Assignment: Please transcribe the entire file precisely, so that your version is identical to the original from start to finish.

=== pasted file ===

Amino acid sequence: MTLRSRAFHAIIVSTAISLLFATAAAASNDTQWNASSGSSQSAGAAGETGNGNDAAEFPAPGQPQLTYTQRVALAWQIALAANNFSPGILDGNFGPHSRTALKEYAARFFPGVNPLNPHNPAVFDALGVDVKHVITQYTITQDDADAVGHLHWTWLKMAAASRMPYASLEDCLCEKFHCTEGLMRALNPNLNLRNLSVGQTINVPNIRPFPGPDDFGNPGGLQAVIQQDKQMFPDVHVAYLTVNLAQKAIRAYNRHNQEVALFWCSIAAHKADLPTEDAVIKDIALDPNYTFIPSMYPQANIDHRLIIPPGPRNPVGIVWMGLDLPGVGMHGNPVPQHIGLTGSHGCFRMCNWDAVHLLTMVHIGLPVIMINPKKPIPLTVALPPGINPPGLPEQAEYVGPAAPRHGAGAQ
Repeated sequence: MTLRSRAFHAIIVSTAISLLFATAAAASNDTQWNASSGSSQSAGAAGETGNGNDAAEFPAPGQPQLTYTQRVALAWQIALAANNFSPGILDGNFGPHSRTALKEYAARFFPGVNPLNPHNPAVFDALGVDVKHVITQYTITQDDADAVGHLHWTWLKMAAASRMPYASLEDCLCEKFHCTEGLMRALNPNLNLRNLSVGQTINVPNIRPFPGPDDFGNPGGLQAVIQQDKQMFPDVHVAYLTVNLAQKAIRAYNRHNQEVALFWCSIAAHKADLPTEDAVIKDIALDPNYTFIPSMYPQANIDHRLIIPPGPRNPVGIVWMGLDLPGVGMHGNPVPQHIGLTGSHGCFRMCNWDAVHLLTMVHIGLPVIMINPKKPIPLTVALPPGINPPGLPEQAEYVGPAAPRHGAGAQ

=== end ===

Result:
Amino acid sequence: MTLRSRAFHAIIVSTAISLLFATAAAASNDTQWNASSGSSQSAGAAGETGNGNDAAEFPAPGQPQLTYTQRVALAWQIALAANNFSPGILDGNFGPHSRTALKEYAARFFPGVNPLNPHNPAVFDALGVDVKHVITQYTITQDDADAVGHLHWTWLKMAAASRMPYASLEDCLCEKFHCTEGLMRALNPNLNLRNLSVGQTINVPNIRPFPGPDDFGNPGGLQAVIQQDKQMFPDVHVAYLTVNLAQKAIRAYNRHNQEVALFWCSIAAHKADLPTEDAVIKDIALDPNYTFIPSMYPQANIDHRLIIPPGPRNPVGIVWMGLDLPGVGMHGNPVPQHIGLTGSHGCFRMCNWDAVHLLTMVHIGLPVIMINPKKPIPLTVALPPGINPPGLPEQAEYVGPAAPRHGAGAQ
Repeated sequence: MTLRSRAFHAIIVSTAISLLFATAAAASNDTQWNASSGSSQSAGAAGETGNGNDAAEFPAPGQPQLTYTQRVALAWQIALAANNFSPGILDGNFGPHSRTALKEYAARFFPGVNPLNPHNPAVFDALGVDVKHVITQYTITQDDADAVGHLHWTWLKMAAASRMPYASLEDCLCEKFHCTEGLMRALNPNLNLRNLSVGQTINVPNIRPFPGPDDFGNPGGLQAVIQQDKQMFPDVHVAYLTVNLAQKAIRAYNRHNQEVALFWCSIAAHKADLPTEDAVIKDIALDPNYTFIPSMYPQANIDHRLIIPPGPRNPVGIVWMGLDLPGVGMHGNPVPQHIGLTGSHGCFRMCNWDAVHLLTMVHIGLPVIMINPKKPIPLTVALPPGINPPGLPEQAEYVGPAAPRHGAGAQ